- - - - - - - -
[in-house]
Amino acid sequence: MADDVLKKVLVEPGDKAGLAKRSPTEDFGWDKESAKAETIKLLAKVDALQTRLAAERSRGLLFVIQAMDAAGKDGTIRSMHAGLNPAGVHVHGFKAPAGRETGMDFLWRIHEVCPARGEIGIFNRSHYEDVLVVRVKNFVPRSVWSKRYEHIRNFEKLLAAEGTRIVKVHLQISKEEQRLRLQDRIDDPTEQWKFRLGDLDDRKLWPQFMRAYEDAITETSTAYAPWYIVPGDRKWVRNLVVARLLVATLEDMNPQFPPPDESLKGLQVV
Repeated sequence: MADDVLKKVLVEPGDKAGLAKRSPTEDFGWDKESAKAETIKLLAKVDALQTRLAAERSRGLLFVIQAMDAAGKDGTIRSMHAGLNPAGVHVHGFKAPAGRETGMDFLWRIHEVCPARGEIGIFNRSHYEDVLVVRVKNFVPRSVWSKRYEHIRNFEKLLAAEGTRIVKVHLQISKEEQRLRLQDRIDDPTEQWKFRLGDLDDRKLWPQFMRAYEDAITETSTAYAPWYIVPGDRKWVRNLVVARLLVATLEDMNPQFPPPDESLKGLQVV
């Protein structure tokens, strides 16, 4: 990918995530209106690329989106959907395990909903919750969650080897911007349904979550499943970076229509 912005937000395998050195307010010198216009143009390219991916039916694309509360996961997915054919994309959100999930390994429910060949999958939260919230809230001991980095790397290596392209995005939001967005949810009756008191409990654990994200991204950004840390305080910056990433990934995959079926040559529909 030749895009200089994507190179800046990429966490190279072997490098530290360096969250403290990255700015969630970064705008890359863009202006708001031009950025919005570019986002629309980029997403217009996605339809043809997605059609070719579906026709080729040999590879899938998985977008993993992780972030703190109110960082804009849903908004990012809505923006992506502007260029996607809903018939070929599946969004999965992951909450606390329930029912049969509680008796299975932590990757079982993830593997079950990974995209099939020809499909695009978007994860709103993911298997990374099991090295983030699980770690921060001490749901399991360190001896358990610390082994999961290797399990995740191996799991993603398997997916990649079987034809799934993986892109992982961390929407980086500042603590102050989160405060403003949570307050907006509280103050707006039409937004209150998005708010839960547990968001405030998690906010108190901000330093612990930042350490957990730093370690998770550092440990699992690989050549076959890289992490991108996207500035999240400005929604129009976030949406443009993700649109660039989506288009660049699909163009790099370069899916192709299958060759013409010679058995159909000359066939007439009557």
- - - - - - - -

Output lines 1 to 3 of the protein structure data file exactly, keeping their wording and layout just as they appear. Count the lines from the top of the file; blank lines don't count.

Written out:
[in-house]
Amino acid sequence: MADDVLKKVLVEPGDKAGLAKRSPTEDFGWDKESAKAETIKLLAKVDALQTRLAAERSRGLLFVIQAMDAAGKDGTIRSMHAGLNPAGVHVHGFKAPAGRETGMDFLWRIHEVCPARGEIGIFNRSHYEDVLVVRVKNFVPRSVWSKRYEHIRNFEKLLAAEGTRIVKVHLQISKEEQRLRLQDRIDDPTEQWKFRLGDLDDRKLWPQFMRAYEDAITETSTAYAPWYIVPGDRKWVRNLVVARLLVATLEDMNPQFPPPDESLKGLQVV
Repeated sequence: MADDVLKKVLVEPGDKAGLAKRSPTEDFGWDKESAKAETIKLLAKVDALQTRLAAERSRGLLFVIQAMDAAGKDGTIRSMHAGLNPAGVHVHGFKAPAGRETGMDFLWRIHEVCPARGEIGIFNRSHYEDVLVVRVKNFVPRSVWSKRYEHIRNFEKLLAAEGTRIVKVHLQISKEEQRLRLQDRIDDPTEQWKFRLGDLDDRKLWPQFMRAYEDAITETSTAYAPWYIVPGDRKWVRNLVVARLLVATLEDMNPQFPPPDESLKGLQVV